Simple Ways To Conserve Energy In Your Home

Posted in Living by Shelley Rossi 

With the increased emphasis on global warming in recent years, combined with rising energy costs, more and more people are asking what they can do to make their homes more energy efficient. Energy conservation can be as simple as closing your curtains at night, changing a light bulb, turning down your thermostat, or closing the fireplace damper. Many of the most inexpensive solutions quickly pay for themselves in conservation, which you ultimately benefit from when you get your power bill.

One of the biggest ways you can conserve energy is to take advantage of “off-peak” hours. This is a step that everyone can take because it simply involves shifting your power use of major appliances, such as washing machines, dryers, and dishwashers. Puget Sound Energy recommends using these appliances outside of peak hours—peak hours are between 6am-10am and 5pm-9pm. Studies show that by shifting a portion of your energy use, consumers can significantly lower wholesale electricity prices, which saves everyone money in the long run.

Another way you can save energy is by washing your clothes in cold water and only running full loads. When using the dryer, toss in a couple of dry towels with your clothes to help speed up the drying process. It’s also important to clean the lint trap in your dryer after every load and make sure the dryer hose and vent are clear.

There are several steps you can follow to reduce your home’s demand on heating during the winter months. Conventional measures, such as setting back your thermostat, are effective at reducing energy consumption. It is recommended that you keep your thermostat set between 65 and 72 degrees during the winter months. Keep in mind that by simply lowering your thermostat one degree, your furnace will use seven percent less energy overall. It’s also important to clean your furnace filter frequently—doing so will enable your heating system to run more efficiently and cost-effectively.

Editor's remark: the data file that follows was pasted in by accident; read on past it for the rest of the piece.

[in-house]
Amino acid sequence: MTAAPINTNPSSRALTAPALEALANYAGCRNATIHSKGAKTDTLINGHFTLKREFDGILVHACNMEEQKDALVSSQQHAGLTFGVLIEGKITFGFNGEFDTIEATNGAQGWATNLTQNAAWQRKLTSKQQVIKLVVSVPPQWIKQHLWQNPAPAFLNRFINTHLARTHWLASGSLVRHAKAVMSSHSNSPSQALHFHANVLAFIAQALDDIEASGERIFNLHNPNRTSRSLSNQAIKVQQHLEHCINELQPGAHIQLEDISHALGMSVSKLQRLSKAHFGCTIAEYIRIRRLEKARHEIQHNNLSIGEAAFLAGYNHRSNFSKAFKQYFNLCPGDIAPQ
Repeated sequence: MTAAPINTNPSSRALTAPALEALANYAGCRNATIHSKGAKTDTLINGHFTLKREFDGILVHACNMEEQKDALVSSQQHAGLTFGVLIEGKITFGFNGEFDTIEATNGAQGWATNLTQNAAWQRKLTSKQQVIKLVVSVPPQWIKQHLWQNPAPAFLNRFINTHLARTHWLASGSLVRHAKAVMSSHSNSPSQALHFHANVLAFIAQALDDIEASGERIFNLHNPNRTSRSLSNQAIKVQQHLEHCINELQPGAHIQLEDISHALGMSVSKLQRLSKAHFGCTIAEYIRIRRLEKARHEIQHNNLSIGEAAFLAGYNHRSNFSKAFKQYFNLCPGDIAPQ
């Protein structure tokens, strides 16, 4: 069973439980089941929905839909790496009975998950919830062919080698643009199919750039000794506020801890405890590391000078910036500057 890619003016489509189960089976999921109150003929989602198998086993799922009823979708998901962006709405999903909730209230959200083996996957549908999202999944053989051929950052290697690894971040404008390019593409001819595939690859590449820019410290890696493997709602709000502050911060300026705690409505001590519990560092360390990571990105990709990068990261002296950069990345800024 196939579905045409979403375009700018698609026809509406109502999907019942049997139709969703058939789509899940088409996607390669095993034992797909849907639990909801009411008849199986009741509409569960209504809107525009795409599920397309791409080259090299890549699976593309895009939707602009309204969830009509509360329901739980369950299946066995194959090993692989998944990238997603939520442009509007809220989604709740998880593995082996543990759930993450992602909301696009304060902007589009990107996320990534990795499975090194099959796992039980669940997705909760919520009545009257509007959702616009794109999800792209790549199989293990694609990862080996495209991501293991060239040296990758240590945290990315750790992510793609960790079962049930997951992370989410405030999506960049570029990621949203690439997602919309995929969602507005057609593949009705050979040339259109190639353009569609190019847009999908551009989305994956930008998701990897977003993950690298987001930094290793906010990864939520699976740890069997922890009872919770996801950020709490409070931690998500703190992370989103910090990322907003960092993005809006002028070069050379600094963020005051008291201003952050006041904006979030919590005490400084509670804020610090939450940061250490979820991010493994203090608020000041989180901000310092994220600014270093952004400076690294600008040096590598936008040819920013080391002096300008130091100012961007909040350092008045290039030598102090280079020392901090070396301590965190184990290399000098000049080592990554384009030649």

It’s estimated that lighting accounts for 10 percent of your overall home energy bill, so another way you can conserve is by using energy-saving fluorescent light bulbs, known as CFL light bulbs. CFLs use approximately one-quarter of the energy of equivalent incandescent bulbs, they give off warm, indirect light, and they last ten times longer than average light bulbs. When shopping for CFLs, look for those with the Energy Star label on them—this ensures that you’re purchasing a product that has been approved by the U.S. Environmental Protection Agency (EPA) and the U.S. Department of Energy (DOE).

For more information about energy conservation, please visit www.energystar.org.

Posted on March 14, 2019 at 5:00 am
Windermere Colorado | Category: Blog, Finance | Tagged ,

Interest Rates Rise… So What?

The Federal Reserve raised their benchmark interest rate 0.25% this week.

So what does this mean for real estate?

Some perspective is in order…

First, mortgage rates are not directly tied to the Fed Funds rate. They are, however, closely tied to the 10-year Treasury.

While the Fed was raising their rates this week, mortgage rates actually dipped lower (although slightly).

Mortgage rates today on a 30-year loan are essentially 4.25%.

The long term average for mortage rates, going all the way back to 1970 is 7.5%

For every 1% rise in rates, there is a corresponding 10% impact to the monthly payment.

Mortgage rates have increased about 0.75% since the election.

Most economists expect rates to increase another 0.5% by year-end.

Click HERE to read a great article that goes a little more into depth about what this means for homeowners.

We are watching mortgage rates closely and will continue to keep our customers updated as to where the experts think they are heading. Contact us directly if you have any questions. (970) 460-3033.

Posted on March 17, 2017 at 3:23 pm
Windermere Colorado | Category: Finance | Tagged , , , ,

The Trump Tantrum

interest-rates-gameSince the election interest rates have jumped from 3.77% to 3.95% according to the Mortgage Bankers Association.

“This week’s increase in mortgage rates, being dubbed the ‘Trump Tantrum,’ is the biggest one week increase since the ‘Taper Tantrum’ in June 2013,” said Bankrate’s chief financial analyst Greg McBride.

Economists say the anticipation of Trump’s pledged spending plans and tax cuts have investors anticipating some inflation and a dose of adrenaline to the economy which have caused a great deal of volatility in the market.

A little perspective is in order- rates today are still lower than the 3.97% recorded last year at this time. And, rates today are still essentially half of their long-term average.

Using a $400,000 home as an example with a 20% down payment, this interest rate increase translates to an additional $34 per month.

Many economists believe that we are now seeing the beginning of a long-term rise in interest rates.

source: Inman News

Posted on November 18, 2016 at 11:53 pm
Windermere Colorado | Category: Blog, Colorado Housing, Colorado Real Estate, Finance | Tagged , , , , , , , , , , , , , , , , ,